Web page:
5 Building, Construction & Real Estate How to successfully manage your mega-project 5 Monthly manpower variance (manpower hour forecast vs. actuals) Safety events (based on how you are defining them, i.e., recordable rate) Percent of Contingency draw vs. project completion Revenue and expenditure activity Funding commitments. During the course of a mega- project, stakeholders should receive progress reports from the project team, distributed daily, weekly, monthly, or on an ad hoc basis. The target audience and frequency of progress reporting will vary based on stakeholder needs. To make progress reports more meaningful, they should be tailored to specific audiences. Typically, the audiences will include senior management, the project sponsor, and local community representatives. Senior management must be able to understand and monitor bigpicture progress and focus on cost, schedule, high-level risks, and strategic project objectives. The project sponsor will need to have more details about project performance and be briefed on issues such as technology, LEED certification, permitting progress, schedule delays, cost trends, claim issues, and safety. Community representatives need status reports that communicate project milestones and major events. Project milestones may include completion of the project s design, estimated taxpayer costs, outages or planned closure of roads and highways, environmental impacts, local hiring, and community outreach. More important than the routine dissemination of project information is the need for your project team to reach out to stakeholders and keep them engaged in the project. Stakeholder engagement should be seen as a critical success element on all projects. Stakeholders have a vested interest in project outcomes, and they can often enhance the positive benefits of a project and limit its negative impacts. Stakeholder engagement should be seen as an opportunity to both clarify project objectives through stakeholder challenges and gain fresh insight on project issues and challenges. Stakeholders are essential to the successful planning and execution of all projects. Additionally, stakeholders are a valuable source of knowledge and problem solving, and their participation and involvement on large capital projects are to be welcomed and expected. 2 Utilize integrated project management systems and controls Project management systems and controls are used by your project team throughout the life cycle of a mega-project to track progress and monitor cost, schedule, quality, risk, and other project metrics against baseline plans. Project management systems and controls can be either manual or, preferably, technology-based. Project management systems and controls can either be integrated or stand-alone for particular project management processes, e.g., scheduling and cost control. The project team will select and use the project management systems they are familiar with and are trained to use. Integrated Project Management Information Systems (PMIS) are recommended, as they are becoming more common in off-the-shelf software packages, and allow for consistent and accurate information sharing. Typically, information is entered into one location (e.g., contract module) in the PMIS and is then available for use by other project management subprocesses (e.g., budget module).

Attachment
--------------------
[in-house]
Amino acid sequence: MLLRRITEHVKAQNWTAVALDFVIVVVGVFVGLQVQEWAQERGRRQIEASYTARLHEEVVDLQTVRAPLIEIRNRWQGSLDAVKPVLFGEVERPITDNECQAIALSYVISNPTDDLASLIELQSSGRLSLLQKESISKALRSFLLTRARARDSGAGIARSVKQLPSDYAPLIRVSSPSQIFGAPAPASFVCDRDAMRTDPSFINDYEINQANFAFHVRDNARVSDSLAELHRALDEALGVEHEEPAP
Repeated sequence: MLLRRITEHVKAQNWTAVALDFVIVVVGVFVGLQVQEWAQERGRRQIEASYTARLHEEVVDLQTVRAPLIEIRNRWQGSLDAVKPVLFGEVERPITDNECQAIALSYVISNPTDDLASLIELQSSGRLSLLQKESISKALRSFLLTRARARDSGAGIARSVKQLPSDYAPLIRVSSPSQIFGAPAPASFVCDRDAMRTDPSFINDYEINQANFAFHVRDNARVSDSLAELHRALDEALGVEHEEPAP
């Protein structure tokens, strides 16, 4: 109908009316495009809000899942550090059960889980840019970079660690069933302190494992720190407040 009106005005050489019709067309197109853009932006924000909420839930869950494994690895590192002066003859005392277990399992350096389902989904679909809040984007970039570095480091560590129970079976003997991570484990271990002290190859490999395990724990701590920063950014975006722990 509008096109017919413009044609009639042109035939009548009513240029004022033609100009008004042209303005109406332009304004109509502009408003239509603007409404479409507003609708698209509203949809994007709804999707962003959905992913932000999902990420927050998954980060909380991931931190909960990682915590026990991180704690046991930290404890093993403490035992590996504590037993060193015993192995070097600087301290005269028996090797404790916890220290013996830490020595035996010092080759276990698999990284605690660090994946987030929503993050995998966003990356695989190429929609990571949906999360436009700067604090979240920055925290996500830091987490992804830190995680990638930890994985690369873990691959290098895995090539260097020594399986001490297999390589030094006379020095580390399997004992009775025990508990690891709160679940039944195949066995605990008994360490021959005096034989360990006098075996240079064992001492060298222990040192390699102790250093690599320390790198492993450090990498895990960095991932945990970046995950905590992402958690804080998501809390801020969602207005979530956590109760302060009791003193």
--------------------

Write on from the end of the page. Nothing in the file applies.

6 6 Building, Construction & Real Estate How to successfully manage your mega-project 3 Create a work breakdown structure The key to an integrated project management system is the Work Breakdown Structure (WBS). The WBS is a hierarchical method of defining major elements of work for a project. These elements describe the project s main deliverables by deconstructing the deliverables into components at various levels, including scope description, resources, budget, and responsibility for carrying out the work. Typical components for a mega-project at the functional management level (Level 2) of the WBS are: 1) project management, 2) design and engineering, 3) fabrication, 4) procurement, 5) construction, 6) testing and commissioning, and 7) startup. Some of these components, such as fabrication and procurement, may be combined. Additional WBS levels may identify the specific work by phase, area, and discipline, and even further to resources, cost, budget, and responsibility. Construction projects typically define the WBS to the activity level (Level 4) for managing the work of subcontractors, vendors, and suppliers. For self-performed work, the WBS can be developed below Level 4 depending on the needs of management and the level of control required for monitoring performance. The development of WBS activities is a combined effort among various members of the project team including your project director, senior project managers, engineers, procurement specialists, construction managers, safety managers, inspectors, and startup specialists. The WBS is integrated with the organizational structure, project schedule, and the cost control system. Without a sound WBS describing the project s deliverables, the project team cannot utilize Earned Value Management (EVM) techniques to measure and forecast cost and schedule. 4 Prepare a baseline schedule Project baseline schedule development has two phases: 1) activity planning and 2) scheduling. The planning stage begins with taking the WBS components at the appropriate level and creating a network analysis diagram. The network analysis diagram presents a logical sequence of work activities showing relationships from one activity to the next. In this phase, the activities are assigned durations based on optimal conditions, normal labor productivity, and efficient costs. In the scheduling phase, the schedule manager performs the forward and backward pass scheduling calculations to determine each activity s early and late start and finish dates. The critical path of the project is also identified, which sets the overall project duration. Adjustments to the project schedule may occur if the scheduled dates do not fall within contractual milestones or other required performance dates. Approval by the construction owner may also be required before the baseline schedule is finally established. The baseline schedule is updated on either a monthly basis or more often depending on the demands of the project. Updating identifies activities that have started and completed, or started and are in progress, since the time of the last update. Each activity in progress is updated by applying a percentage of completion estimate compared to the total work required for that particular activity. Physical completion is the preferred method where possible. Schedule updates serve as a project management control for monitoring the progress of construction activities and measuring the performance of work against the baseline schedule. The baseline schedule may be revised to incorporate significant changes to the scope of a project or a major change in the overall sequencing of the work. Schedule revisions and time extensions may also be appropriate where there are unavoidable delays caused, for example, by unusually adverse weather, labor strikes, force majeure events, and the like. Similar to the development of the baseline schedule, the revised schedule (for the remaining work) should be checked and reviewed by the construction owner and approved if appropriate. Time extensions and other schedule adjustments may incur significant project costs.